Rakdos Sacrifice has a similar identity crisis. With a decreased level of aggression from Mono-Red Aggro, and a bunch of cards like Priest of Forgotten Gods attempting to punish midrange decks that simply don’t exist, you can’t make a good argument to toss your Cauldron Familiars into the Oven. All things are cyclical, and this combo is simply too strong to stay gone forever, but now is clearly not the time.


Dryad of the Ilysian Grove

Dryad of the Ilysian Grove

Look, Dom Harvey is right. Amulet Titan can be beaten. But it’s not as easy as it used to be, and a huge reason for that is Dryad of the Ilysian Grove. Sure, Dryad allows a complete restructuring of the Amulet Titan manabase that makes it much cleaner and more consistent. It also allows the deck to win without ever entering combat. It even gives the deck a reasonable defensive body that can stem early aggression. All of these very significant upgrades pale in the face of the fact that you can now actually win games without Primeval Titan. We’re just beginning to see the consequences of these changes, but I want to see folks start to get even more aggressive with their rebuilds of Amulet Titan. I’ve been messing with the following update to Matthew Dilks’s list:

Hour of Promise has impressed in Simic Ramp builds, and it’s probably time for Amulet Titan to give the card some run. With Dryad on the battlefield, it is trivial to cobble together a kill after a resolved Hour of Promise. The manabase of Amulet Titan has answers to any conceivable problem at this point. Maximizing access to it feels like the future.

Abbot of Keral Keep

Abbot of Keral Keep

Mono-Red has the capability to serve as a foil to the deck that is trying to win with a slow two-card combo and a wonky manabase. The issue is that red decks in Pioneer have historically insisted on powerful individual threats. This was taken to its extreme with the now deceased “chonkier” builds, but most players still play lists loaded with three- and four-mana cards. While this makes sense in the context of other matchups, a deck like Dimir Inverter salivates at the opportunity to punish players who are tapping out for a single threat per turn. Inverter will simply spend its turn answering the threat, eventually cast Dig Through Time, have a two-spell turn, and close the door with the combo. As the red player, you must have some semblance of card advantage to go alongside your haymakers.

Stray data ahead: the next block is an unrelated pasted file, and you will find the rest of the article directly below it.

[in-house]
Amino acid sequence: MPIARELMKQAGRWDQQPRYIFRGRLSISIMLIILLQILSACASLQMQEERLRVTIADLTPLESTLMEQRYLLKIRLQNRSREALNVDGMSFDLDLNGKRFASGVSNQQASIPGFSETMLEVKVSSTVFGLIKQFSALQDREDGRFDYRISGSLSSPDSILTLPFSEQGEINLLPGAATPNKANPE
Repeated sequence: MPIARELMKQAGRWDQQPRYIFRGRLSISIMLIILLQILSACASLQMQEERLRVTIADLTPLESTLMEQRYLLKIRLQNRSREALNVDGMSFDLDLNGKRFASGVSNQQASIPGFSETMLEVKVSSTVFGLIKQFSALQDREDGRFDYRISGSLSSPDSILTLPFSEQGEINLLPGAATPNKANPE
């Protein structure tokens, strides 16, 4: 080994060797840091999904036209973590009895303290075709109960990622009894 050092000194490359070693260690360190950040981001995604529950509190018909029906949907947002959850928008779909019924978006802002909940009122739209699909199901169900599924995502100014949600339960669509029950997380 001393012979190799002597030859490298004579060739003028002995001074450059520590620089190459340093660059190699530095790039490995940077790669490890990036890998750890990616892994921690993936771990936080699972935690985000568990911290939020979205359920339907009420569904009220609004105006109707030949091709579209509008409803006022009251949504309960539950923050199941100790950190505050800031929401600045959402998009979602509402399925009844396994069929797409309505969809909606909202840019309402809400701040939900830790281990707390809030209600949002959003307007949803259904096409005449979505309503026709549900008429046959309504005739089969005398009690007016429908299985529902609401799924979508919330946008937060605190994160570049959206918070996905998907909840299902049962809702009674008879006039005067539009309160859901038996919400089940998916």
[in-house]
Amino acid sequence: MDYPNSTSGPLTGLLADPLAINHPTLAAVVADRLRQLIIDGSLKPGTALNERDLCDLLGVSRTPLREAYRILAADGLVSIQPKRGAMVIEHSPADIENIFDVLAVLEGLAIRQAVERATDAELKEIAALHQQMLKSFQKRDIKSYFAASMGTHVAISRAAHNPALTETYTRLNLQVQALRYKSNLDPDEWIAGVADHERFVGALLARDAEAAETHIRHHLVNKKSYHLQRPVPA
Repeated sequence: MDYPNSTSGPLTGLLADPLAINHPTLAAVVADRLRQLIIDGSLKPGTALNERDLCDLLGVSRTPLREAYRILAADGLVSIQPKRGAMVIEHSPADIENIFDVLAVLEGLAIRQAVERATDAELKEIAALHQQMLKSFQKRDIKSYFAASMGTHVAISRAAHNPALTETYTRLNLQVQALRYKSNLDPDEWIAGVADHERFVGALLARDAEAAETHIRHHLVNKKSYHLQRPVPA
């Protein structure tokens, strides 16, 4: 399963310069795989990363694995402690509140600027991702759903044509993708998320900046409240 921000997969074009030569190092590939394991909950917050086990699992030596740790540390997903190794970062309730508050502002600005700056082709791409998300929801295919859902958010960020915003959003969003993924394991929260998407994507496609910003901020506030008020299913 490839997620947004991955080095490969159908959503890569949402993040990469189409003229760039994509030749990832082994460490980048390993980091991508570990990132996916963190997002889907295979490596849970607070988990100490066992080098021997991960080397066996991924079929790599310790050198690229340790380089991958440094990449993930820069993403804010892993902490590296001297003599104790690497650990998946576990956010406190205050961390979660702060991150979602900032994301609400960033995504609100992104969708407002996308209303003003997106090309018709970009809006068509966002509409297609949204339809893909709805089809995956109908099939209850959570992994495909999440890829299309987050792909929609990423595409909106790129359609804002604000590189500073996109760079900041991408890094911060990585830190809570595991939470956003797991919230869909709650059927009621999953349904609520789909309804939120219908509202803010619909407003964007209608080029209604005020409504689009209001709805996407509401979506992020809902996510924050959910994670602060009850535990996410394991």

Enter Abbot of Keral Keep.

Abbot of Keral Keep forces damage early while simultaneously helping rebuild following Dimir Inverter’s key defensive turn. Relying on something like Bomat Courier to provide card advantage is just too fragile in the face of Dimir Inverter’s copious removal and disruption. Relying on true threats with card advantage stapled on like Abbot and Chandra, Torch of Defiance can let red get back to being a deck with multiple gameplans in the aftermath of the invalidation of cards like Glorybringer.

Elspeth Conquers Death

Elspeth Conquers Death

Speaking of haymakers, this is how you upgrade your card quality. Elspeth Conquers Death has such dramatic impact on every single phase of a game of Magic. In the early-game, every Teferi and Narset in your deck has now become an eminently disposable resource. Slam those planeswalkers on Turn 3, consequences be damned. They’re just coming back to the battlefield in superpowered form anyway. On Turn 5 when it’s time to cast Elspeth Conquers Death, you’re going to hit your opponent’s best threat, and Elspeth Conquers Death doesn’t discriminate based on permanent type. When Turn 6 rolls around, slam that Dream Trawler! Even if they can kill it, who cares? Drew an Elspeth Conquers Death in the late-game? How about bouncing it with that Teferi, Time Raveler you’ve had no trouble protecting?

Elspeth Conquers Death is near impossible to play against, generates immediate value, plays incredibly well in multiples, and just leaves opponents without options. I get that it feels strange to tap out on Turn 5 as a control deck. If the payoff is good enough, though, it just doesn’t matter. For Standard purposes, Elspeth Conquers Death is in the conversation for the best card in Theros Beyond Death. Winning both tournaments on the format’s debut weekend is a great start, but it feels like the card is just getting started. Azorius Control is the obvious home, but if pure ramp strategies are effectively squeezed out of the format by Temur Reclamation, I like the look of something like this as well:

The Temur Reclamation matchup is not where I’d want it to be yet, but you have strong plans against Mono-Red Aggro and Azorius Control, and hitting two out of three members of the top tier isn’t a bad start.

Don’t fool yourself into expecting an exact repeat of Richmond at SCG Philadelphia. Top players have already started working on their adaptations and putting their lessons learned into practice. Take the small tidbits provided here and use them to help inform your own gambits for this weekend. All three formats are in their formative stages, and there’s room for innovation across the board.